Dear Facebook, more news please?

Story highlights

  • Aguilar: Facebook and other social media platforms are critical engines for storytelling
  • Facebook's changes to news feed will hurt users by only showing same old stories, she says

Amara Aguilar is an associate professor of professional practice in digital journalism at the University of Southern California's Annenberg School for Communication and Journalism. The opinions expressed in this commentary are hers.

(CNN)Dear Facebook,

It's called a news feed. It should have news in it.
You recently changed your algorithm to make posts by friends and family appear higher in news feeds, which basically means news feeds won't have as much actual "news" prioritized in them.
    Amara Aguilar
    This is a blow to media organizations, but even more than that, it will hurt your users.
    Stories are what connect us. Stories from friends and family, yes, but also stories we haven't heard yet. Media organizations give us stories outside of our comfort zone. We need those stories.
    Journalism contributes to a democratic society. Ideally, it informs people so they can make their own choices. You are limiting those choices by pushing publishers lower in a user's news feed. (Note: CNN is one of the publishers affected by this decision.)
    Facebook, you have a lot of power and with that a weighty responsibility within society and the media ecosystem. It's time to step up and realize the impact you have on the dissemination of information.
    Many media organizations have flocked to Facebook to engage audiences, create community and tell compelling stories. You at some level recognize that this is valuable -- you are even paying some of them to create content. However, even though not every story will go viral or get a lot of shares, that doesn't mean every story shouldn't receive the opportunity to be seen at all.
    Don't get me wrong. I love connecting with friends and family on Facebook, but I also log on to Facebook to see stories from my favorite media organizations high in my feed. That's why I "liked" BuzzFeed's page or The New York Times' page. I rarely look at their websites (sorry, BF and NYT). I get a lot of my news on social media. And so do a lot of other people in the US, according to the Pew Research Center.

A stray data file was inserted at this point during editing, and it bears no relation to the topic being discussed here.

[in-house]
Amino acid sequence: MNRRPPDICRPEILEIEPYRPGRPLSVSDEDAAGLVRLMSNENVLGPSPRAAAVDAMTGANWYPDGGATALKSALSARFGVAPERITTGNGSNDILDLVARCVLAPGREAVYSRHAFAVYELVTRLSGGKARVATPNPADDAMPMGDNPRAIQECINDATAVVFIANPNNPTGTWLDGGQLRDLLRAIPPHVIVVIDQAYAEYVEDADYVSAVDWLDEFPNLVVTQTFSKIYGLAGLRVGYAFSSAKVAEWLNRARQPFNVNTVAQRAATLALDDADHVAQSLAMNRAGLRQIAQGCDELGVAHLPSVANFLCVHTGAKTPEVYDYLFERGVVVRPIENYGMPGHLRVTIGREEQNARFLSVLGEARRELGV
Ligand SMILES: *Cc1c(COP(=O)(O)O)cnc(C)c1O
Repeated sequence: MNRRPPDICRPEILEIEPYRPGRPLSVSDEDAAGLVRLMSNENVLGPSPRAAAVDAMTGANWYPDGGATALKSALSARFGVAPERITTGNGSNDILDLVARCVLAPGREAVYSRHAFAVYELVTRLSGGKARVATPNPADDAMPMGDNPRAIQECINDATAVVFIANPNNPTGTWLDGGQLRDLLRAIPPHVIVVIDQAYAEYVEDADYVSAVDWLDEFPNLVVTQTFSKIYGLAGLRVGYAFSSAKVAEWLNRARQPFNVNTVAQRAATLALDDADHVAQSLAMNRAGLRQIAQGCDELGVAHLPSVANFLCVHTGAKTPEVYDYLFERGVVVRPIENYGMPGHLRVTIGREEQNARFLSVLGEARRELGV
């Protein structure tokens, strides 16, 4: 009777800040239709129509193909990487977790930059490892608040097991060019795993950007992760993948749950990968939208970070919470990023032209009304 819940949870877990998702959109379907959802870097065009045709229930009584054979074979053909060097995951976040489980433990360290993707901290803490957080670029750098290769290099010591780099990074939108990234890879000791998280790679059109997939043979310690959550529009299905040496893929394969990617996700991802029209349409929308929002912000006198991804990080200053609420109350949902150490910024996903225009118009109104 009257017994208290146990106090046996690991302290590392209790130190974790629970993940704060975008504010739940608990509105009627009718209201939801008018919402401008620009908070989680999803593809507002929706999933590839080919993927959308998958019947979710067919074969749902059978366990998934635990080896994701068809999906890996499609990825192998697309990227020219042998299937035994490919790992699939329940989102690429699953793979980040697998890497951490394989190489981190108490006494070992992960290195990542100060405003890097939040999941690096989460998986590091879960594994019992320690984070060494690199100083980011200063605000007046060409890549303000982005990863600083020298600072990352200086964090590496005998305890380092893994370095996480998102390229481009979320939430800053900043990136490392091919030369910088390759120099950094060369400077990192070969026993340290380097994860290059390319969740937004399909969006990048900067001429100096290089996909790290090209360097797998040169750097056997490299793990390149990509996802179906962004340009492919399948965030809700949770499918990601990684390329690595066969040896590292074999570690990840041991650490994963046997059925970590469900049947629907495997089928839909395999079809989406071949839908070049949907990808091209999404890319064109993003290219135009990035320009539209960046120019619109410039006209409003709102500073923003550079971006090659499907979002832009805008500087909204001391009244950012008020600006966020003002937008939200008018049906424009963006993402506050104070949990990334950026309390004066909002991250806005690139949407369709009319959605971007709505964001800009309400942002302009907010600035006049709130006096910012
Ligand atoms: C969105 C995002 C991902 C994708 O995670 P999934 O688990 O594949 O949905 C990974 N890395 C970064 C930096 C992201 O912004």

And now you are taking part of that away from your users. You say the challenge you now face is "far too much information for any one person to consume." Well, then, let's just take out the most important stories from news organizations and journalists who inform us of what's going on in the world and fill everyone's feed with cuddly kittens, travel photos and viral stories with the most shares. That's definitely more important than widening someone's view of the world.
    All the while, you are claiming as part of your "News Feed Values" that the goal of the feed is "to show people the stories that are most relevant to them." Well, according to whom? According to what someone's inner circle of friends and family share, and according to your algorithm? I like Chewbacca Mom as much as the next person, but that's not the only thing I want to see all over my "news" feed.
    Facebook, you have a unique opportunity to engage people, especially young people, in a larger world, with diverse views, news and stories outside the scope of friends and family. Please take advantage of that opportunity.
    You say in your "News Feed Values" that a user's "feed should inform." Yes, please. That should also include informing users about the world and stories they may not get because people in their circle of family and friends, who could have similar backgrounds and beliefs, didn't share them.
    You say that Facebook is "a platform for all ideas." I assume that means all ideas from our family and friends, because those are the ideas we'll all be seeing from now on. You say, "We are not in the business of picking which issues the world should read about." Really? Well, who's in charge of the algorithm then?
    You say that your "integrity depends on being inclusive of all perspectives and viewpoints, and using ranking to connect people with the stories and sources they find the most meaningful and engaging." Again, the algorithm change doesn't reflect this affirmation of inclusivity, because many times, when people go outside the circle of family and friends, they find even more diverse perspectives. And now your users are not only disincentivized to venture beyond their own circles, they are also functionally hindered by your algorithm from indulging their curiosity.
    You say: "We don't favor specific kinds of sources — or ideas." Yes, you do. Again, family and friends. Many of us enjoy using your platform to communicate with family and friends, but times have changed -- and in large measure, you're the one who changed them. You and your users alike have made Facebook, like other social media platforms, a space that can foster engagement, community and storytelling. To act now as if Facebook's news feed is just for family and friends is a myopic throwback at best.
    Facebook, you say you view your work "as only 1 percent finished." I seriously hope this is only 1 percent, because you have a long way to go. You say you will "continue soliciting feedback."
    Well, here's mine: Put some actual news back at the top of my news feed.